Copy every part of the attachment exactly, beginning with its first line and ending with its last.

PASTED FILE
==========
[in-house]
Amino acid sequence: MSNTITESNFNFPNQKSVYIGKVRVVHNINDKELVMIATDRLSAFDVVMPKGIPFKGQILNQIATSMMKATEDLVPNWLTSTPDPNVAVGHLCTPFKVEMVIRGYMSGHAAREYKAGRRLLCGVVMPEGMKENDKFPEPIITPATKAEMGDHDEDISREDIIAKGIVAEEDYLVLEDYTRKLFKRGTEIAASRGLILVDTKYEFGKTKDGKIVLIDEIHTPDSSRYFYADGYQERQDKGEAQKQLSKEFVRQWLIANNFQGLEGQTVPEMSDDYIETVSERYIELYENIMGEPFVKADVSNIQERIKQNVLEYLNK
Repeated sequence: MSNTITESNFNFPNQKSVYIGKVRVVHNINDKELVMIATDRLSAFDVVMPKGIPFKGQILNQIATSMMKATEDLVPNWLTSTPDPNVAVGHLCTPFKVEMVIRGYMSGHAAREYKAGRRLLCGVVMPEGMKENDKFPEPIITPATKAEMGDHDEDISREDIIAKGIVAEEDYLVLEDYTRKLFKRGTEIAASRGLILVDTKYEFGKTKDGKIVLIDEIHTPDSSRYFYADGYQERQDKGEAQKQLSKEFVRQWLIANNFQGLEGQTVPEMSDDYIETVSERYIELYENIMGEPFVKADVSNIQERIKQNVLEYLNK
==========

[in-house]
Amino acid sequence: MSNTITESNFNFPNQKSVYIGKVRVVHNINDKELVMIATDRLSAFDVVMPKGIPFKGQILNQIATSMMKATEDLVPNWLTSTPDPNVAVGHLCTPFKVEMVIRGYMSGHAAREYKAGRRLLCGVVMPEGMKENDKFPEPIITPATKAEMGDHDEDISREDIIAKGIVAEEDYLVLEDYTRKLFKRGTEIAASRGLILVDTKYEFGKTKDGKIVLIDEIHTPDSSRYFYADGYQERQDKGEAQKQLSKEFVRQWLIANNFQGLEGQTVPEMSDDYIETVSERYIELYENIMGEPFVKADVSNIQERIKQNVLEYLNK
Repeated sequence: MSNTITESNFNFPNQKSVYIGKVRVVHNINDKELVMIATDRLSAFDVVMPKGIPFKGQILNQIATSMMKATEDLVPNWLTSTPDPNVAVGHLCTPFKVEMVIRGYMSGHAAREYKAGRRLLCGVVMPEGMKENDKFPEPIITPATKAEMGDHDEDISREDIIAKGIVAEEDYLVLEDYTRKLFKRGTEIAASRGLILVDTKYEFGKTKDGKIVLIDEIHTPDSSRYFYADGYQERQDKGEAQKQLSKEFVRQWLIANNFQGLEGQTVPEMSDDYIETVSERYIELYENIMGEPFVKADVSNIQERIKQNVLEYLNK